The question of residential status for income tax is something you need to be familiar with. This will make it much easier to determine your tax obligation.
Residential status is essential in the computation of tax and it can substantially influence how much you pay or get back. This is especially critical during this tax filing season. In reality, it is among the elements used to evaluate a person’s taxability for a particular financial year.
Why Residential Status is important?
An individual’s taxability is computed by his residency status in the country for any particular accounting year. A person may be an Indian citizen but get a non-resident status for a particular financial year. Likewise, an international citizen can get resident status in India for taxation purposes in a particular financial year. Residential statuses of different categories of entities are decided separately.
How to determine if someone is an Indian Resident?
A person is considered to be a resident of India if he meets one of these criteria:
- He spends at least 182 days of the accounting year in India.
- He spends 60 or more days in India during the accounting year and 365 or more days in the 4 years preceding the current previous year
The aforementioned 60-day limit is increased to 182 days for an Indian citizen leaving India during the accounting year for the intention of seeking work outside the nation or as a crew member of any Indian ship. The need, for this reason, is to leave India for the sake of work.
If an Indian citizen or someone of Indian descent comes to visit India, the aforementioned term of 60 days is increased to 182 days. A person is considered to have Indian descent if he, his parents, or his grandparents were born in India before 1947.
If a person fails to meet any of these two criteria, he is considered a non-resident.
How to determine if someone is ordinarily resident or not?
A resident person is classified to be an ordinarily resident in the nation if he meets the above-mentioned resident criterion as well as both of these following requirements:
- He has lived in the nation for a minimum of two years out of the ten years before the relevant accounting year.
- He has spent at least 730 days in the nation in the seven years prior to the relevant accounting year.
A person who fails to meet both of the above-mentioned characteristics is considered to be a not-ordinary resident.
HUF Residential Status
A HUF (Hindu Undivided Family) is considered to be an Indian resident if it controls and manages its affairs entirely or partially in India.
A HUF is considered to be an ordinarily resident in the nation if the Karta (including consecutive Karta) meets both of these following requirements:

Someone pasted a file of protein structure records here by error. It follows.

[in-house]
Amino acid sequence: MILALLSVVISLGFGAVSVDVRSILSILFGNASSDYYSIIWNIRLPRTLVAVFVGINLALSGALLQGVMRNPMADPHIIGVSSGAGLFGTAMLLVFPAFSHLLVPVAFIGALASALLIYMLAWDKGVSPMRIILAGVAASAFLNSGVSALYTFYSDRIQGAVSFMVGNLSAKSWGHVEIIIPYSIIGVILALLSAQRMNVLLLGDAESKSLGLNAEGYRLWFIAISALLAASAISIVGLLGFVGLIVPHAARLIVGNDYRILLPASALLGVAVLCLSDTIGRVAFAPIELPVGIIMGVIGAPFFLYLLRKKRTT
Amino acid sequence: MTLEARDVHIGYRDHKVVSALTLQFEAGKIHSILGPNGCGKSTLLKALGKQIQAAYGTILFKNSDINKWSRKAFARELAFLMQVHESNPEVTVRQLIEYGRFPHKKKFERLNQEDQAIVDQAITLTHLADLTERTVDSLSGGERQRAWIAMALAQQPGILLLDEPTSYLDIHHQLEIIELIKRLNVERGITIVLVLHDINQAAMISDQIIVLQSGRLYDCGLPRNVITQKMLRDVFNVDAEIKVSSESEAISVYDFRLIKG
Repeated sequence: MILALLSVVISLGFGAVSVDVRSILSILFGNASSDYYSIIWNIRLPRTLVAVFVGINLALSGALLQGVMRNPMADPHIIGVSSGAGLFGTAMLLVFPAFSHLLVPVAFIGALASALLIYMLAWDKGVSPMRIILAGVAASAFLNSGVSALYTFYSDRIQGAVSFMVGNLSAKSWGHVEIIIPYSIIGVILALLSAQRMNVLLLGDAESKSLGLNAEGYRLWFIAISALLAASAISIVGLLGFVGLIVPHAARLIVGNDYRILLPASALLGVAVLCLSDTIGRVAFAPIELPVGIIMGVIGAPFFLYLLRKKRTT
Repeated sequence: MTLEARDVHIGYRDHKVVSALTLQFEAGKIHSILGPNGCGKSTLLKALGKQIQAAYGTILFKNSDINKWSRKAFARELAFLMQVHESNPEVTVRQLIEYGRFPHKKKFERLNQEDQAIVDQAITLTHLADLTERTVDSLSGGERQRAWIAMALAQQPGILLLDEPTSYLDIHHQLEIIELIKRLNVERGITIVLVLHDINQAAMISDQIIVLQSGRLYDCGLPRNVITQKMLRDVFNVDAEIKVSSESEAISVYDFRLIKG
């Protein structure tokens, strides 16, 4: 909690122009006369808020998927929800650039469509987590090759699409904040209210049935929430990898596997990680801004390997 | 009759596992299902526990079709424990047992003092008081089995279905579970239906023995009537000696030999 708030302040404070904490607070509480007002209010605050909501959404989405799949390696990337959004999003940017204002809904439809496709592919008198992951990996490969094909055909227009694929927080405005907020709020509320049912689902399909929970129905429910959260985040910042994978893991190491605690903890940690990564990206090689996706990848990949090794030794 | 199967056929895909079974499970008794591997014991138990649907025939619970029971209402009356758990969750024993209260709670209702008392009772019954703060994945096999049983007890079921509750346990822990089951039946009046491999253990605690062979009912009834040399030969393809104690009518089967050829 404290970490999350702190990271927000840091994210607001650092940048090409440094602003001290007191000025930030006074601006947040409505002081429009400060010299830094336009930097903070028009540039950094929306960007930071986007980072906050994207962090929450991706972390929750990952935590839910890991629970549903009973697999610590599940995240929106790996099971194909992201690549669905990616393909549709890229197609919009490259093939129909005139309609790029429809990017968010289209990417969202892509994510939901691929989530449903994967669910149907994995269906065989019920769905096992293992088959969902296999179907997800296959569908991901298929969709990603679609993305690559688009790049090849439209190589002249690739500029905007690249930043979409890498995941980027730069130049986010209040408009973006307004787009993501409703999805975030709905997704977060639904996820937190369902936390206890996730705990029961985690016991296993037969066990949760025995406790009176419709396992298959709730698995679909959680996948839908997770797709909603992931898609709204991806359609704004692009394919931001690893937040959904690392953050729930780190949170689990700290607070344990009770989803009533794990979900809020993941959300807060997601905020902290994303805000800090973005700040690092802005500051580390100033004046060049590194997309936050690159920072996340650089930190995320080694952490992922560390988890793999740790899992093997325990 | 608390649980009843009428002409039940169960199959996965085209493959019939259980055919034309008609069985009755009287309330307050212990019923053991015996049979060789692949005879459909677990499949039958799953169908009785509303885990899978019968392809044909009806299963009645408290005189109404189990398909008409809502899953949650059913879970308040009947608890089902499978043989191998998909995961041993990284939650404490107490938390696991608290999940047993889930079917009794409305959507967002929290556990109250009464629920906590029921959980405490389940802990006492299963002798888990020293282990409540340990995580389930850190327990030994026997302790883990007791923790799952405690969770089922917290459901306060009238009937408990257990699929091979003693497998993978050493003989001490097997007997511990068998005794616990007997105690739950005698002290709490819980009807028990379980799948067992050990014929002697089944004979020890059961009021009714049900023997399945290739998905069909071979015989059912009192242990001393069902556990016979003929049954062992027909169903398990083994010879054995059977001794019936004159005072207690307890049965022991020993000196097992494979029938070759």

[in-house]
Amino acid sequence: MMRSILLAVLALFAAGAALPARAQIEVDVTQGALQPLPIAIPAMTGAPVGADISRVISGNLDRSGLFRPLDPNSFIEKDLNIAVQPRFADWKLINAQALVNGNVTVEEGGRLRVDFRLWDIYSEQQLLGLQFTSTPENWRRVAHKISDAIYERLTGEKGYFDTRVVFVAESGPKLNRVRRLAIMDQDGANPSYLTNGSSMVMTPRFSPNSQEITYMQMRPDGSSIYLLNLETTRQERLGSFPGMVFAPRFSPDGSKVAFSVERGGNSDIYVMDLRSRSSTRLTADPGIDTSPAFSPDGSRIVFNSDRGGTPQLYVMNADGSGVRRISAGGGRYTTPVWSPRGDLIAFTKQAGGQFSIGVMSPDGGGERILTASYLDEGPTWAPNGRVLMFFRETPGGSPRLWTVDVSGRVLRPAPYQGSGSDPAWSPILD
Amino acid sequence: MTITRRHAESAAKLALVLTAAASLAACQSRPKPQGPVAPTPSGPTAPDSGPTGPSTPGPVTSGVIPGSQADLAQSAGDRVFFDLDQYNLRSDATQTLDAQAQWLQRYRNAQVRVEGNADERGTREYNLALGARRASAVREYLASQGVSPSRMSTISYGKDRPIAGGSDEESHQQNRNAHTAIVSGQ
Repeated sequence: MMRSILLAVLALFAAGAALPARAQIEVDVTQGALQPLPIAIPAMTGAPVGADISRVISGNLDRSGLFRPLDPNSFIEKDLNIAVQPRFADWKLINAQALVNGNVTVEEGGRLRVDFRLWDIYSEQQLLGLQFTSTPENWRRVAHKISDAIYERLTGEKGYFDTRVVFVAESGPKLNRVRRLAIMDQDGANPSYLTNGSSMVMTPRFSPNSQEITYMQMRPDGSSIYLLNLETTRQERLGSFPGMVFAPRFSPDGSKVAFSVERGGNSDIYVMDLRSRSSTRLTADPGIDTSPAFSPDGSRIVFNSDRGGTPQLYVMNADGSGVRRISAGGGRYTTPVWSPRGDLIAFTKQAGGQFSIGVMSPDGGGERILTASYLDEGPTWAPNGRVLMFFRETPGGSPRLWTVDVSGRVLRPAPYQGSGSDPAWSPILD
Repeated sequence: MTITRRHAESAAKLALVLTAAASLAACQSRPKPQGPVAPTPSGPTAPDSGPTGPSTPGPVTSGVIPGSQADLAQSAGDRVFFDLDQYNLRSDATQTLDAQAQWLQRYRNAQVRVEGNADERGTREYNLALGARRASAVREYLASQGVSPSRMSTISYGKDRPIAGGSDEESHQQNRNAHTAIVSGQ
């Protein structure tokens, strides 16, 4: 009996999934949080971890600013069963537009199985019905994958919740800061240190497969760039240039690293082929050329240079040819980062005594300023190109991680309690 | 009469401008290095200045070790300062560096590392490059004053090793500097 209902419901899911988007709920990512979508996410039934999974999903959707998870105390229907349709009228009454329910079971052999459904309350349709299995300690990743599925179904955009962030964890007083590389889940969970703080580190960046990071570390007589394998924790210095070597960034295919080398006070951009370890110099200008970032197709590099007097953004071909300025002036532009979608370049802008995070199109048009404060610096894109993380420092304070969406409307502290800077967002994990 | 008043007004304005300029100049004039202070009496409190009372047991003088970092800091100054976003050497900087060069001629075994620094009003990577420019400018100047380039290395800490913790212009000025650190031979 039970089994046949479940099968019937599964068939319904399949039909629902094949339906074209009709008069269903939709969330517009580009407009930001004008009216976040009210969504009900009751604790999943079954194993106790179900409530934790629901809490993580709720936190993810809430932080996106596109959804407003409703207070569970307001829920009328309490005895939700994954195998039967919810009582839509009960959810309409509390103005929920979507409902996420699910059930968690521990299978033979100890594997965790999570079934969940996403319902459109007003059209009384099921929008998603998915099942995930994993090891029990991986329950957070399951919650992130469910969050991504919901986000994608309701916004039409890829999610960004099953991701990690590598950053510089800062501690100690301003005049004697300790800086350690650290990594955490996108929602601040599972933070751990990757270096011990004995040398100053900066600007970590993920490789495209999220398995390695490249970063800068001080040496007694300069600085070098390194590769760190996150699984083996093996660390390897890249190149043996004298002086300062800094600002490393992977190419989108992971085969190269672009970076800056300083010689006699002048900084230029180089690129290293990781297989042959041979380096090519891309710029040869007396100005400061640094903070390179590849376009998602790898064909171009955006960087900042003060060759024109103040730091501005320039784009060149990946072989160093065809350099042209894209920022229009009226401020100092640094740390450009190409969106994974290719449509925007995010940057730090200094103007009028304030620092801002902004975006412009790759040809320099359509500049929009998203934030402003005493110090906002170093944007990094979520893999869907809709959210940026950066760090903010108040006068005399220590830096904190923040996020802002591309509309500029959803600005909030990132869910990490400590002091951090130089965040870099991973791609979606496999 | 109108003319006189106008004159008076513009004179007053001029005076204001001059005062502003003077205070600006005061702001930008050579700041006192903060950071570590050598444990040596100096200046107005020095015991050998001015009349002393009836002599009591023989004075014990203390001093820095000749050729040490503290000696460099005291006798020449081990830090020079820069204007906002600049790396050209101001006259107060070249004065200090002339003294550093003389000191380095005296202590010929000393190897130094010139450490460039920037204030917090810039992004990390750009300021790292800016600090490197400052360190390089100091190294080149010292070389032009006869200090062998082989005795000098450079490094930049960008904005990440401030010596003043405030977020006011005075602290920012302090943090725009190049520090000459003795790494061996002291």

- He has resided in the nation for at least two of the ten years before the relevant accounting year.
- He has spent at least 730 days in the nation in the seven years before the relevant accounting year.
If Karta fails to meet any of the aforementioned criteria, HUF is termed as a not-ordinary resident.
If a HUF’s control and administration are entirely located outside of India, it is considered a non-resident.
Partnership Firm or AOP (Association of Persons) Residential Status
A partnership company or AOP (Association of Persons) is considered to be resident the nation if management and control of the business were entirely or partially located within the geographical boundaries of India during the previous year. It is, nevertheless, considered a non-resident in the nation if the management and administration of its business are entirely located outside of the Indian boundaries.
Company Residential Status
An Indian corporation is always considered to be an Indian Resident.
A foreign corporation is considered to be a resident of the nation if its POEM (Place of Effective Management) was in India during the previous year. For this reason, the POEM of a firm is defined as a location where critical management and commercial choices that are required for the operation of an organization are made. The Board of Taxation may provide a list of guidelines to be used in determining POEM for the advantage of taxpayers and tax operations.
Persons are taxed according to their respective residential status for a financial year. Here are the tax liability depending on the residential status.
- Ordinarily Residents:
Ordinarily, Indian residents need to pay taxes on their entire income, which includes earnings from within and outside of the nation.
- Non-Residents and Not Ordinarily Residents:
The tax responsibility in India of non-residents and not ordinarily residents are confined to the money they generate in the nation. The entities classified as not ordinarily resident and non-residents do not need to pay any amount of tax on their earnings sourced from outside the geographical boundaries of India. In the situation of double income taxation, when the exact same revenue is taxed both in India and the taxpayer’s homeland,one may count on the DTAA to avoid double tax payments.
The place where you currently reside in India– is that alone enough to establish you as a permanent resident of the nation? Not necessarily. If you fail to meet the necessary requirements for establishing residents, you will be termed as a not-ordinarily resident or even as a non-resident. The level of your tax due is entirely determined by your residential status. As a result, it is critical to thoroughly understand the regulations as well as the residential status.
No. You cannot change your residential status for a financial year. However, you can take precautions according to your preferred residential status in the following years.
Yes. Non-residents need to pay taxes on the amount they have directly earned from India.
In case you are eligible for double taxation i.e. liable for paying tax in India as a non-resident as well as your home country, you can depend on the DTAA (Double Taxation Avoidance Agreement) to solve your problem.